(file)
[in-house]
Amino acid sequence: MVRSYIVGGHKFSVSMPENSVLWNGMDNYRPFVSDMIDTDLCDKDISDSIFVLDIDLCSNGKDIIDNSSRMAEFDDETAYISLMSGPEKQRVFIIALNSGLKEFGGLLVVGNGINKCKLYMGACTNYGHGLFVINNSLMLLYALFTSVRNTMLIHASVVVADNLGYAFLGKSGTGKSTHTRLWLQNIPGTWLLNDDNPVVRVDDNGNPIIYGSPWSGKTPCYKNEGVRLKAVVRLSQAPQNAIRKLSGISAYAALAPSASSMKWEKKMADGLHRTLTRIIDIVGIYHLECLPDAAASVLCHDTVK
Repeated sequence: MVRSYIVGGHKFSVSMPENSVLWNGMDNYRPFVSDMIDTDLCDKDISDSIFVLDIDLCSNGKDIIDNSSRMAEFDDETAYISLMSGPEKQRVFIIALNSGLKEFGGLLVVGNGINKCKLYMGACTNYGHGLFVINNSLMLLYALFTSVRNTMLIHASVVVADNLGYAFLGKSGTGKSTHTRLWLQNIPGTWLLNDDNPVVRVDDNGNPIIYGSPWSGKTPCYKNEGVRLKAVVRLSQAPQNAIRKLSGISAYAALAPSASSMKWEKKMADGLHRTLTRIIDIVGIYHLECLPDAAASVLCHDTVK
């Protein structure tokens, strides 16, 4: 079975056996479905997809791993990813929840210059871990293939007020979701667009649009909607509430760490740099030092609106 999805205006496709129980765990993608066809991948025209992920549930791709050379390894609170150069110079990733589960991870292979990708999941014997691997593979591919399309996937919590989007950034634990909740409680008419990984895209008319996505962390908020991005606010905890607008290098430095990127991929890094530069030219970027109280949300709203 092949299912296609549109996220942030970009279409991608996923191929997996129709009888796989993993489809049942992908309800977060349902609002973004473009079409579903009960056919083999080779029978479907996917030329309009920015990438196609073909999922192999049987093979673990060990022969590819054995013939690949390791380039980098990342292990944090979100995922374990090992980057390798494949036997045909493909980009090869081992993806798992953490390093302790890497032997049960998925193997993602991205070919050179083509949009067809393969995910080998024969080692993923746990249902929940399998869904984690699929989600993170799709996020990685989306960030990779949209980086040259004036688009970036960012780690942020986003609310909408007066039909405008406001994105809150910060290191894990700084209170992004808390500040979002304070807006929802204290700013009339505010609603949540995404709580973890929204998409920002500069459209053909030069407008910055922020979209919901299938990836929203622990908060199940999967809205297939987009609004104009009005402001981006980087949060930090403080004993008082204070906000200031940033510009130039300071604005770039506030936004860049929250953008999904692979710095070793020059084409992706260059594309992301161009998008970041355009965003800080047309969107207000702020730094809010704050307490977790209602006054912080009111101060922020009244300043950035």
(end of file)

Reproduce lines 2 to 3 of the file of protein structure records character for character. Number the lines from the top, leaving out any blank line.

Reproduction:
Amino acid sequence: MVRSYIVGGHKFSVSMPENSVLWNGMDNYRPFVSDMIDTDLCDKDISDSIFVLDIDLCSNGKDIIDNSSRMAEFDDETAYISLMSGPEKQRVFIIALNSGLKEFGGLLVVGNGINKCKLYMGACTNYGHGLFVINNSLMLLYALFTSVRNTMLIHASVVVADNLGYAFLGKSGTGKSTHTRLWLQNIPGTWLLNDDNPVVRVDDNGNPIIYGSPWSGKTPCYKNEGVRLKAVVRLSQAPQNAIRKLSGISAYAALAPSASSMKWEKKMADGLHRTLTRIIDIVGIYHLECLPDAAASVLCHDTVK
Repeated sequence: MVRSYIVGGHKFSVSMPENSVLWNGMDNYRPFVSDMIDTDLCDKDISDSIFVLDIDLCSNGKDIIDNSSRMAEFDDETAYISLMSGPEKQRVFIIALNSGLKEFGGLLVVGNGINKCKLYMGACTNYGHGLFVINNSLMLLYALFTSVRNTMLIHASVVVADNLGYAFLGKSGTGKSTHTRLWLQNIPGTWLLNDDNPVVRVDDNGNPIIYGSPWSGKTPCYKNEGVRLKAVVRLSQAPQNAIRKLSGISAYAALAPSASSMKWEKKMADGLHRTLTRIIDIVGIYHLECLPDAAASVLCHDTVK